Method for minimizing typical complications in spinal anesthesia

S.V. Grigoryev, B.I. Pertsov


Background. Spinal anesthesia methods are rele­vant and tend to spread in modern anesthetic practice. At that time, sympatholytic and toxic effects of local anesthetics, such as arterial hypotension, bradycardia, tremor and other neurological disorders, can lead to patient’s discomfort and somatic dangerous effects. The transient neurologic syndrome, which manifests itself as a local nerve root syndrome, is quite common, when using hyperbaric concentrations of local anesthetics. Post-puncture headache is a common consequence of spinal anesthesia, the pathogenesis of which, in addition to cerebrospinal fluid leak, also includes the toxicity of anesthetics. The purpose was to study of the influence of low-dose unilateral spinal anesthesia (USA) with hyperbaric bupivacaine solutions on cardiohemodynamics, respiratory function, muscle tremor, postpuncture headache, transient neurological syndrome and the need for additional sedation. Materials and methods. The study involved 68 patients, 41 women and 27 men, with the average age of 44.92 ± 6.38 years. Thirty-eight patients underwent a unilateral spinal anesthesia with 6.25–11.65 (7.50 ± 1.25) mg of 0.5% hyperbaric bupivacaine. Thirty patients were assigned to receive a standard USA, 15.0 ± 1.3 mg of isobaric bupivacaine solution was injected. On 5 perioperative stages, the number of cardiac contractions, blood pressure, the number of respiratory movements, SaO2, and the presence of shivering (yes/no) were determined. Dangerous changes on the haemodynamics were considered to be bradycardia below 55 beats per minute, or re-administration of cholinolytics, hypotension (mean blood pressure ≤ 60 mmHg), and re-administration of mesatone despite preoperative infusion preparation. Depression of respiration was considered to be present if SaO2 was ≤ 94 %, and the number of respiratory movements was ≤ 8 or above 22 per 1 minute. 24, 48 and 72 hours after the end of the operation, the presence of post-puncture headache and transient neurological syndrome (paresthesia) was evaluated by means of Numerical Rating Scale of pain — from 0 to 10 points. The Bromage scale was used to assess the effectiveness of sensorimotor block. Results. The Numeric Rating Scale did not demonstrate a significant difference on the early stages of the study. The statistically significant difference can be seen 3 hours after the surgery and on day 2 postoperatively in favour of the low-dose USA. After a day, the difference was not reliable, and in 3 days, the difference was also within the limits of statistical error. The quality of anesthesia on the Bromage scale had no significant differences in the comparison groups. Patients’ requests for additional intravenous sedation also did not have significant differences. Intraoperatively, 8 cases of minor sympatholytic muscle tremor were observed in the study group. In patients after standard USA, shivering of varying degrees, from single fasciculations to sweeping tremor, was observed in 11 cases (36.66 %, i.e., 1.5 times more often). After surgery, chills and shivering in the study group (3 cases) were observed almost 2.5 times less frequently than with the standard method (6 cases). After the introduction of a low dose of hyperbaric bupivacaine for unilateral anesthesia, cases of hypotension, bradycardia on the main stage of surgical intervention were found to be significantly less likely. With low-dosage technique, they were detected in every 9 patient (11.53 %), whereas in the standard method — in every 3–4 persons (31.25 %). After surgical treatment against nonselective spinal anesthesia, hemodynamic deviations were observed in 12.5 % of cases, with low-dose unilateral one — only in 4 %. Stable hemodynamics on the stages of surgical treatment, when using low-dose USA, was observed on average 3 times more often than with the standard USA. Cases of transient neurological syndrome were not observed in both groups. Low dose of local anesthetic 2 times decreases the number of dangerous changes in respiratory function, and by the end of the surgical intervention — 4 times. Conclusions. Low-dose spinal anesthesia showed a greater protective effect on cardiohemodynamics: a stable hemodynamics on the stages of surgical treatment with unilateral approach was observed on average 3 times more often than with a standard USA. The use of unilateral technique prevented the dangerous changes of respiratory function in the main stage 2 times, and by the end of the surgery — 4 times more often. Chills and shivering in USA on the main stage were observed 1.5 times less often, and after the end of operative treatment —2.4 times less often than with a standard USA.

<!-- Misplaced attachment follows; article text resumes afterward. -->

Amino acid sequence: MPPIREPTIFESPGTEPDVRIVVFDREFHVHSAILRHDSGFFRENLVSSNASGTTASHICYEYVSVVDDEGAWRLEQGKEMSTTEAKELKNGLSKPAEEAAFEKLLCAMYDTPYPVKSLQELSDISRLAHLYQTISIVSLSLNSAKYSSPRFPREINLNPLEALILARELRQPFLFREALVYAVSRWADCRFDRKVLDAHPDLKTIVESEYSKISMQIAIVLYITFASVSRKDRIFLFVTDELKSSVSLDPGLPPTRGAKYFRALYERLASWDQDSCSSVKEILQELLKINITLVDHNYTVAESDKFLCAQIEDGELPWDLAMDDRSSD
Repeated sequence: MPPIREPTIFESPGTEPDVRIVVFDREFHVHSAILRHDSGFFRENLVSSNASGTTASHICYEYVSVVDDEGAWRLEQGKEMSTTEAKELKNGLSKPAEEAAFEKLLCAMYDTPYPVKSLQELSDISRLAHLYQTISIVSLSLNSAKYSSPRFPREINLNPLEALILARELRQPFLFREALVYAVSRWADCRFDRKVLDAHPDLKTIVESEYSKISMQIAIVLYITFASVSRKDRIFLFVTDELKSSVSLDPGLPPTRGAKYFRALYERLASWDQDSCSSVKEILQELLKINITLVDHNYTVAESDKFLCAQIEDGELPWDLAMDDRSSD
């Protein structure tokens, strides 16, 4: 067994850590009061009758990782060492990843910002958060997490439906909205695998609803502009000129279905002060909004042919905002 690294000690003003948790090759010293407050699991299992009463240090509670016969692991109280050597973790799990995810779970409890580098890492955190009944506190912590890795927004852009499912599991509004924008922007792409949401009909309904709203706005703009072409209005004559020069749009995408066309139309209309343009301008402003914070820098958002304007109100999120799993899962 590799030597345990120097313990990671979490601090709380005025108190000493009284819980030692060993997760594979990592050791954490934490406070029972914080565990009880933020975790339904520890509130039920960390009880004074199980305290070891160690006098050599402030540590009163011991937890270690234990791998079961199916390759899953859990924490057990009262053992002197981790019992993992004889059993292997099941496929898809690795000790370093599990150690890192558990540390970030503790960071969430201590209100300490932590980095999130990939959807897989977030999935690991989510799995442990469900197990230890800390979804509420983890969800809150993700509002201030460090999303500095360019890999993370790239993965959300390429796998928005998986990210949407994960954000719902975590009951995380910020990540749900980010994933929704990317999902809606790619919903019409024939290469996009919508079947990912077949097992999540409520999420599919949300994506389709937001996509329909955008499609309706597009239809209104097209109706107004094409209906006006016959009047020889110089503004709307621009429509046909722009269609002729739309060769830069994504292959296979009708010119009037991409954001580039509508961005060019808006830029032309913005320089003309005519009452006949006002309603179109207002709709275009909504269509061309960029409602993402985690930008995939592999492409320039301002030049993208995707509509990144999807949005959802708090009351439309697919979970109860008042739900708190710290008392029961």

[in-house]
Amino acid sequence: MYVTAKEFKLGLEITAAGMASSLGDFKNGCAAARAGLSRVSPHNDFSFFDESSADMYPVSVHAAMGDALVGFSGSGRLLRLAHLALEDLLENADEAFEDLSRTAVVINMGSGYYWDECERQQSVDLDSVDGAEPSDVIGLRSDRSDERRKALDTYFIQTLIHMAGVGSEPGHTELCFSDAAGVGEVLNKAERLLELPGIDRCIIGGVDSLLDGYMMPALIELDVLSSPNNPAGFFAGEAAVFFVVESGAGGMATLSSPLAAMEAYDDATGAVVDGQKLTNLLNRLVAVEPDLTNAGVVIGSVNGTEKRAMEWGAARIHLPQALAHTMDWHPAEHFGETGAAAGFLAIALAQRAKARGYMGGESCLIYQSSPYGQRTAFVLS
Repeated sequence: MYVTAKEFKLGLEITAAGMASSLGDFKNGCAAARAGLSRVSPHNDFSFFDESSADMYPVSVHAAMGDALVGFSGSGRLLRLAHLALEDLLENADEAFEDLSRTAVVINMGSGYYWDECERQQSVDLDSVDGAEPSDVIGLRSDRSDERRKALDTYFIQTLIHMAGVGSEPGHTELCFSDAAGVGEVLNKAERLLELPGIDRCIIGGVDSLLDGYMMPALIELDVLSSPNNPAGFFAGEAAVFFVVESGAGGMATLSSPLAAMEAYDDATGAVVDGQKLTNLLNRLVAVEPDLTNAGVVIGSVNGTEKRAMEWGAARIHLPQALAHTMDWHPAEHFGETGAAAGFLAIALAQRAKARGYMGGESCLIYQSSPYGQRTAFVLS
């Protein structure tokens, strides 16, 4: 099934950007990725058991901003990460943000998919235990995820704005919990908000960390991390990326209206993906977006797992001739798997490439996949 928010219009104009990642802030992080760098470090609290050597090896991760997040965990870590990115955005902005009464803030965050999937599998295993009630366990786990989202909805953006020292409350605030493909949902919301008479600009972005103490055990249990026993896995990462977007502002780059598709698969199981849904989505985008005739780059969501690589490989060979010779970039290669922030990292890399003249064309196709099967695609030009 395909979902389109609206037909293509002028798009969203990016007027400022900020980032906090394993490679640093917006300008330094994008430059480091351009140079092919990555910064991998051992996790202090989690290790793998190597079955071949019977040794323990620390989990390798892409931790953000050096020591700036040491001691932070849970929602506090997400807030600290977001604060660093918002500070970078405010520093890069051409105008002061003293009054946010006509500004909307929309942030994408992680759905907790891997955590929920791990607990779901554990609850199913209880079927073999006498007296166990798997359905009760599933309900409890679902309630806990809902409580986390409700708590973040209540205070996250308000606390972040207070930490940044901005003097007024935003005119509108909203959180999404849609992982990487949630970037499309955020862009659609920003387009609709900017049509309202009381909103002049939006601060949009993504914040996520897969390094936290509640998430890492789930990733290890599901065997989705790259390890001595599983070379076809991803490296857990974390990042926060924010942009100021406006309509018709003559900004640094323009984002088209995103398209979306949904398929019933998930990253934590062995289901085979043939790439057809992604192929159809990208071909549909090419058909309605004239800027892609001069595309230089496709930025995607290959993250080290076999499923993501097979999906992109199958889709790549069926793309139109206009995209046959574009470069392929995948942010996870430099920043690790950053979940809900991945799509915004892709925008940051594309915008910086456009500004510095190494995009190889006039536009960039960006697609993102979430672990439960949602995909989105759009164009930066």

spinal anesthesia; unilateral spinal anesthesia; perioperative chills and shivering; complications of spinal anes­thesia; transient neurological syndrome


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